UCLA skilled workers take to the Hill to protest unfair wages
Members of Teamsters Local 2010, the union representing UCLA skilled trades workers, protested what they called a low wage proposal during Friday move-in. (Ryan Leou/National and higher education editor)
By Ryan Leou
September 16, 2016 9:40 pm
About 150 union members chanted “We want a raise” and “Who does the work? We do the work” as they handed out yellow flyers to students and parents moving into the residential halls Friday morning.
The union members waved signs as they marched down the Hill, protesting what they called an unfair wage proposal during contract negotiations.
Teamsters Local 2010, the union representing the UCLA Skilled Trades bargaining unit, or K4, organized the rally. K4 includes electricians, carpenters and plumbers, among other skilled workers.
Union workers said they protested as new students moved into the dorms because they wanted to inform parents of potential safety issues.
The flyers claimed UCLA does not require some workers to have skilled-trade qualifications while doing complex electrical or plumbing work, which could lead to fires or gas leaks.
Jon Kramer, who serves on the union negotiating committee and is a plumber at Ronald Reagan UCLA Medical Center, said he thinks current wages are about 24 percent below prevailing wage, or the wage paid to the majority of workers within a particular area.
“Depending on classification, some trades might be $10-$12 an hour behind their peers,” Kramer said.
Teamsters proposed a 38 percent base salary increase in less than three years, while UCLA initially proposed a 14 percent wage increase over four years in negotiations that started on Aug. 30, according to UCLA spokesperson Rebecca Kendall.
Scott Maer, a plumber with UCLA Facilities Management, said he has worked at UCLA for 25 years, but hasn’t received a pay raise in four years.
Maer also said he thinks UCLA hires contract workers without subjecting them to background checks or verifying their licenses to save money on lower wages.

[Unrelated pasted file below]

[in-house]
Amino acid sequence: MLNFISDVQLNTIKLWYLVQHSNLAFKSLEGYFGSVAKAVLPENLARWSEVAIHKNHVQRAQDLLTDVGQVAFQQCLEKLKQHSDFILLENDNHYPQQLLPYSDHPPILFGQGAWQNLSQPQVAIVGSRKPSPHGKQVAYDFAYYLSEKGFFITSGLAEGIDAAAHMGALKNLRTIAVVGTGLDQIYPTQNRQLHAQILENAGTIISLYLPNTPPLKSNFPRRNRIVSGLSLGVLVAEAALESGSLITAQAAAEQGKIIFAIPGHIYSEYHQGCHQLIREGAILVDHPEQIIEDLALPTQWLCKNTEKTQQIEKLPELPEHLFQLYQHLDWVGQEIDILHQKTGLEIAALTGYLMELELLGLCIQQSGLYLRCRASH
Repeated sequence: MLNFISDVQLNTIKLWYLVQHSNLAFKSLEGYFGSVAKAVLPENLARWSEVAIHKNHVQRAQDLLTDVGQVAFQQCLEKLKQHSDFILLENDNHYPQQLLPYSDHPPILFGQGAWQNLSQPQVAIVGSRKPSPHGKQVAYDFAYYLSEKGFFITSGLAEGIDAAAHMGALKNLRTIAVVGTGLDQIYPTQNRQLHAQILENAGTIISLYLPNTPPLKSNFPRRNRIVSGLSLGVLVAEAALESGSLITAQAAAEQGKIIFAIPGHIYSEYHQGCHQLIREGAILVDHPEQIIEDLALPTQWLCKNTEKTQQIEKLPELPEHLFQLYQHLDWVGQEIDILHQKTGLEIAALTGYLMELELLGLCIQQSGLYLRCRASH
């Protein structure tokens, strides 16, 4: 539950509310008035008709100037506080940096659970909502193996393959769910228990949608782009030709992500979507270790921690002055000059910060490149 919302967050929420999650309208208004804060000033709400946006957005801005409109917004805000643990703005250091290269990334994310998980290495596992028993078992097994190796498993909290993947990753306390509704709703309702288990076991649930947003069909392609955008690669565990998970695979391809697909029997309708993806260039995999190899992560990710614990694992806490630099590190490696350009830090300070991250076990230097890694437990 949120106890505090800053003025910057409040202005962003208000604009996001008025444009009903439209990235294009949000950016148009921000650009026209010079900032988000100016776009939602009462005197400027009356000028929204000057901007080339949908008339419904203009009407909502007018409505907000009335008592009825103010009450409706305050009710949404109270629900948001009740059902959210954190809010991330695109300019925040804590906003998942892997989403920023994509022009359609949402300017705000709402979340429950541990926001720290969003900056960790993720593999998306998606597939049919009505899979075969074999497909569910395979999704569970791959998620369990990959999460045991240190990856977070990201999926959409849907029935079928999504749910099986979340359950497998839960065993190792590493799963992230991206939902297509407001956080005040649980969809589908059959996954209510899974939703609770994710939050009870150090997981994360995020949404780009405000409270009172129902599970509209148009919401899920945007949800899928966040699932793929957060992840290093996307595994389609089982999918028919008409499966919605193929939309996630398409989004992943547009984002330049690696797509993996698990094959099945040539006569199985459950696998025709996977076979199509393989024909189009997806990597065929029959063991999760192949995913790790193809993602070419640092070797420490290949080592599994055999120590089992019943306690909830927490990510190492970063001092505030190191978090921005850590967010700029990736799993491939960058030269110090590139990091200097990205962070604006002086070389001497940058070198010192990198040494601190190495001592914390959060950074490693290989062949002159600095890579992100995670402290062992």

“(Union workers) need to be recertified every two years,” Maer said. “We pay $300 to take a hands-on exam with different devices to show we’re competent.”
Maer added he thinks if UCLA uses unlicensed contractors, their mistakes could cause serious health problems for the entire campus. For example, workers could incorrectly install backflow devices, allowing industrial water to contaminate the drinking water supply.
“Those devices could be either installed incorrectly or not at all by outside contractors,” Maer said.
Kendall said she thinks UCLA has not given union workers a pay raise because the union that previously represented the skilled workers engaged in bad faith bargaining and walked away from them before they could reach an agreement with UCLA.
Kendall also said that some forms of work must be contracted out, as mandated by the California Public Contract Code. She said when that happens, safety comes first.
“(UCLA’s policy) ensures that a contractor meets all requirements related to bonding and insurance, and any other requirements necessary to safely complete the project, before a contract is awarded,” Kendall said. “For larger jobs they have to (contract out) because of the California Public Contract Code. The university doesn’t do it to save money.”
Robert Leonard, Teamsters representative, said he thinks skilled workers should be paid relative to their experience.
“Skilled journeymen are like P.h.D’s in their fields,” Leonard said. “They go through a five-year apprenticeship, on-the-job training and exams.”
UCLA and Teamsters have agreed on over half the contract, including various terms and conditions of employment affecting the bargaining unit. However, they have yet to agree on wages and other non-economic proposals, including the insourcing of all building and maintenance projects, Kendall said.
The union plans to protest on the Hill again on Saturday morning. Teamsters members also protested Friday at University of California, San Diego in support of UCLA workers.